Does embedding sustainability shape corporate culture, and if so, how can we make sure the impacts are positive? A call to practitioners.
Are Academic Scholars “Lost to the Academy”? A Call for More Public Intellectuals in the Climate Change Debate
To a large degree, the public is scientifically illiterate. And that illiteracy is driving the social debate over climate change.
Proactive engagement in the environmental policy process may not top the list of priorities for most managers. Yet a grasp of environmental policy and its… Read More
Come January, many people strive to better themselves. But what self-improvements can companies undertake? Below we describe five hurdles your organization might face in its… Read More
In theory, adapting to climate change sounds like a good thing for companies to do. But a lack of understanding of the costs of inaction,… Read More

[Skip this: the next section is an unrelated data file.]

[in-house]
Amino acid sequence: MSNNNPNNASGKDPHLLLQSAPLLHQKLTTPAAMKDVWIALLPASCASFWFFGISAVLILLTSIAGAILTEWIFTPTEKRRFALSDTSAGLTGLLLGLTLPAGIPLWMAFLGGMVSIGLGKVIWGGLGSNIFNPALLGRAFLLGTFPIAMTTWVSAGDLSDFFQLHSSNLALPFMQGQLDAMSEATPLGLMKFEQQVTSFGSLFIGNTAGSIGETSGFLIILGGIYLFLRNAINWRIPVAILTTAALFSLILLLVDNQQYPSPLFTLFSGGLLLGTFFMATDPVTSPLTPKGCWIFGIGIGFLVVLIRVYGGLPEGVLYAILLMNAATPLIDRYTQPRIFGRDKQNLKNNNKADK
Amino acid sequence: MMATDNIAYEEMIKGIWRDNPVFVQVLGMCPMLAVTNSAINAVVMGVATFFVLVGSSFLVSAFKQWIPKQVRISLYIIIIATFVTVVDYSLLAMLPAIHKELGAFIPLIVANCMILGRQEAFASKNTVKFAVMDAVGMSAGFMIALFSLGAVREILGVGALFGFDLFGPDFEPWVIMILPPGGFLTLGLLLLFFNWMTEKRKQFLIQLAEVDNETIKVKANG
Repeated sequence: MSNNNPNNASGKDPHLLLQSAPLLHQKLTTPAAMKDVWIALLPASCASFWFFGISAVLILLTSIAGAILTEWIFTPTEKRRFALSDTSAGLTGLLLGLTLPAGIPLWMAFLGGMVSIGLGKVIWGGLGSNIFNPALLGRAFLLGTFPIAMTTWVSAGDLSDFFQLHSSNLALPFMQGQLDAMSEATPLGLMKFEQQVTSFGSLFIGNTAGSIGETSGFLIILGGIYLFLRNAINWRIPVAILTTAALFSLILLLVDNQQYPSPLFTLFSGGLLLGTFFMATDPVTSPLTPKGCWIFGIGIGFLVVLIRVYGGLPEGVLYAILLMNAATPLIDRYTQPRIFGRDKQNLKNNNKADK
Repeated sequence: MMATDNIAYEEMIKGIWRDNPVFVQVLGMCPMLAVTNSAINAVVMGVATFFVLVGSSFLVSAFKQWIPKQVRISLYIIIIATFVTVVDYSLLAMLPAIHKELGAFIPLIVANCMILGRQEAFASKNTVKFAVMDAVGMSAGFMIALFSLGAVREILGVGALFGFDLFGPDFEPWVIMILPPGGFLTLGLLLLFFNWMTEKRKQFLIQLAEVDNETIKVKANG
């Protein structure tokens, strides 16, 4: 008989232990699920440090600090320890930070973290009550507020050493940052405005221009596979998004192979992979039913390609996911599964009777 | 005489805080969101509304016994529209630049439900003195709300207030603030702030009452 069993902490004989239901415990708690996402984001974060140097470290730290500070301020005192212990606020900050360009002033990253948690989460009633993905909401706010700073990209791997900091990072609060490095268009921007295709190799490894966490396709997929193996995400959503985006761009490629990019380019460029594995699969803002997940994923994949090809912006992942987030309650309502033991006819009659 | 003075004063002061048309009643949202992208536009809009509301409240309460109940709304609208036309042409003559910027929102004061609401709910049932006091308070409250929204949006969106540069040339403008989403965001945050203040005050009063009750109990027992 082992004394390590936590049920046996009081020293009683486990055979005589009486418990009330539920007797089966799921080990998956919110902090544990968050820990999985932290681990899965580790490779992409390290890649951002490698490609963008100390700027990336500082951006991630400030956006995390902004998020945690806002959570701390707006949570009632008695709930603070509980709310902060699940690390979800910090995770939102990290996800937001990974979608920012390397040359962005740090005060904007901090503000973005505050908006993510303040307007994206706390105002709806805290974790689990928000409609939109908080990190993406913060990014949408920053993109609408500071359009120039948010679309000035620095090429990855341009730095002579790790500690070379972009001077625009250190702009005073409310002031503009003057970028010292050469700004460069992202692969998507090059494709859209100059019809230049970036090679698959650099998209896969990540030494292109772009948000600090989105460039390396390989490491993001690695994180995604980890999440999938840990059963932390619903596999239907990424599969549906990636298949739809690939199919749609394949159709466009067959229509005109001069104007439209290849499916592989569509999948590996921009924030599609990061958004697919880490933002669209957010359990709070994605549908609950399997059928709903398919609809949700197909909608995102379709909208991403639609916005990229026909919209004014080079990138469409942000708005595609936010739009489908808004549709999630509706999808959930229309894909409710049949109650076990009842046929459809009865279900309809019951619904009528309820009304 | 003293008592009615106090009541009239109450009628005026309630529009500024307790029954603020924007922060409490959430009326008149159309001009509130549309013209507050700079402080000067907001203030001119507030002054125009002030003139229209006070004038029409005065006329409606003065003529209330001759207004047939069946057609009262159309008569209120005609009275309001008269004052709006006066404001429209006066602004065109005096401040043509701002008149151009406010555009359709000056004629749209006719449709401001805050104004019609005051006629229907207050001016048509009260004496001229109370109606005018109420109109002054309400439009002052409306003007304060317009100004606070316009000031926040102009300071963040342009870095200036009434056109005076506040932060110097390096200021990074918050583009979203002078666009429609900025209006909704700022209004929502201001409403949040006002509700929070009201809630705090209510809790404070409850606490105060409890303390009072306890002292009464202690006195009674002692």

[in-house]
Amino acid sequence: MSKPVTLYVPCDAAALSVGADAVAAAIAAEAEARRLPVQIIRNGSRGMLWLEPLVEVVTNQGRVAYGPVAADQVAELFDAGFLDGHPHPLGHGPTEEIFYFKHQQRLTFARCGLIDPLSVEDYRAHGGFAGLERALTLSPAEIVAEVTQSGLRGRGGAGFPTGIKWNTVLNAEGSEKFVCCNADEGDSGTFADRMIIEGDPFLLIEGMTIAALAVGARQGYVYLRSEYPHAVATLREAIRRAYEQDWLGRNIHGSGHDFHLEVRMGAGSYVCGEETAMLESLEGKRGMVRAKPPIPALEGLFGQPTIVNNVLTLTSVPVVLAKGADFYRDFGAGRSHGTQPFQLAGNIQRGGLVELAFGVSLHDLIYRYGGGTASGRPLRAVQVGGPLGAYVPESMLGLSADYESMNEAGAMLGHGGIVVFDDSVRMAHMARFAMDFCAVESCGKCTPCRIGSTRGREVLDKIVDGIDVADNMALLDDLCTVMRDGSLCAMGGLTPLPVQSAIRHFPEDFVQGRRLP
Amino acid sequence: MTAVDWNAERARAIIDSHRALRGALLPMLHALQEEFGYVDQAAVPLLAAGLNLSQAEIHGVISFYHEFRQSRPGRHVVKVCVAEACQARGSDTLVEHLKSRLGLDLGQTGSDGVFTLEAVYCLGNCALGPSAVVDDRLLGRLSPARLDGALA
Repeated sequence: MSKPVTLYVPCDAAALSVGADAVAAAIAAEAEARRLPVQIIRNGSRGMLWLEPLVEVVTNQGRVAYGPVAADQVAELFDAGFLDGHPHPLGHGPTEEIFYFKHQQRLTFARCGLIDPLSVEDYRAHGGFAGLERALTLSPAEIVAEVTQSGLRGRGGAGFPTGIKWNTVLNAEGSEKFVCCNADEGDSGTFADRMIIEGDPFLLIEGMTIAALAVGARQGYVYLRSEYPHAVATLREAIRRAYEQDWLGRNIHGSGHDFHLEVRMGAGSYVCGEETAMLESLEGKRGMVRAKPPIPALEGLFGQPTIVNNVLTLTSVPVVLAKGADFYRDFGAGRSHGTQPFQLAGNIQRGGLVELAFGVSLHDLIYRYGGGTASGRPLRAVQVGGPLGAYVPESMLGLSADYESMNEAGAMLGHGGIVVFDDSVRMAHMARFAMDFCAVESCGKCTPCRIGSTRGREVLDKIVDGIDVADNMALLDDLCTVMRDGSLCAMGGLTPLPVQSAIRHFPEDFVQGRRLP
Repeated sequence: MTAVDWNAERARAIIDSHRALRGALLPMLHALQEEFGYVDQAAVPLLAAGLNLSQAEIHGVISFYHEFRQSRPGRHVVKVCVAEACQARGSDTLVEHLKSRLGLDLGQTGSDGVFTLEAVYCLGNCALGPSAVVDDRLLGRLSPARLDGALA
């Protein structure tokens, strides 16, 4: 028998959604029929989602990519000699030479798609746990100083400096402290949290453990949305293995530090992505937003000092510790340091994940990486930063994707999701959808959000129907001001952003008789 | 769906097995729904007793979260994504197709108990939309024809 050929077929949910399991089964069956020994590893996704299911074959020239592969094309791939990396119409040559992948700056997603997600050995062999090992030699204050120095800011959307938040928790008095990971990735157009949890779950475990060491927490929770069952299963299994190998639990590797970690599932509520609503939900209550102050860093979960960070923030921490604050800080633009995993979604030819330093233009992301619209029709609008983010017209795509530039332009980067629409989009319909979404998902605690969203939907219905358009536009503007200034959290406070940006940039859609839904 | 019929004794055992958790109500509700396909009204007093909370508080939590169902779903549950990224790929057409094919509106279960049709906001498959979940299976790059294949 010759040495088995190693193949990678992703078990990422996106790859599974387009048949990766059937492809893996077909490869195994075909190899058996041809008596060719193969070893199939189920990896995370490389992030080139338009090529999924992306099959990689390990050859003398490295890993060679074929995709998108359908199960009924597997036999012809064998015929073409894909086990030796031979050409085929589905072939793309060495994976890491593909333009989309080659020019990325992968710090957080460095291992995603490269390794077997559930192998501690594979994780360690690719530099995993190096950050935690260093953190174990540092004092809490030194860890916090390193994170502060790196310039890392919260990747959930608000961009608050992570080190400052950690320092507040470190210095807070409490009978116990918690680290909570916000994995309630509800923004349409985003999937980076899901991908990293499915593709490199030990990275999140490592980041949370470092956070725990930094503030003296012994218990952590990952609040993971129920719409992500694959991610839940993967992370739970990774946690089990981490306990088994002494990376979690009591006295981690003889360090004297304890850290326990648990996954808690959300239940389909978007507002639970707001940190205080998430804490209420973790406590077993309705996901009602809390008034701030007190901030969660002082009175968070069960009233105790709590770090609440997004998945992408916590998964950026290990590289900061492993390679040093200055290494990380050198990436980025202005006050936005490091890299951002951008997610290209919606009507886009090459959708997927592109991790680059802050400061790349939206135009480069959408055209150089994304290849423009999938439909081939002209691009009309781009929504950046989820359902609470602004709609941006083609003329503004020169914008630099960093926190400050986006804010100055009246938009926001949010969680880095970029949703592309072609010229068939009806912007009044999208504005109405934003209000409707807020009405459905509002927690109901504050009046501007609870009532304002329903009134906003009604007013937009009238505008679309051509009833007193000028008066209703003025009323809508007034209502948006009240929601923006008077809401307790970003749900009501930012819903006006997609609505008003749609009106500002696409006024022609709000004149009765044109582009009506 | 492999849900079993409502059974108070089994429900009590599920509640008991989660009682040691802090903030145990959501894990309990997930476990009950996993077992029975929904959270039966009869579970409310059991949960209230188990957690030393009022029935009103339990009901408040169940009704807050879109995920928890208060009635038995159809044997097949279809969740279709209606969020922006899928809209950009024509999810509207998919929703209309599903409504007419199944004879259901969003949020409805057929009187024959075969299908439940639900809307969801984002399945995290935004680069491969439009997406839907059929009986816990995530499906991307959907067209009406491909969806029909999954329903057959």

Join a discussion on why consumers buy ethical products, factors they consider, and what this means for firms, communities, and the environment.
Building a business case on good stakeholder relations isn’t a straightforward exercise. Managers must recognize misalignment of perception with reality.
A new study conducted by a Kitchener-based nonprofit set out to answer that question. By intercepting Canadian shoppers outside of retail locations and assessing their in-home inventory, researchers found that the participants who owned and used the least sustainable products and services are university educated, own their homes and live in households with two or more persons.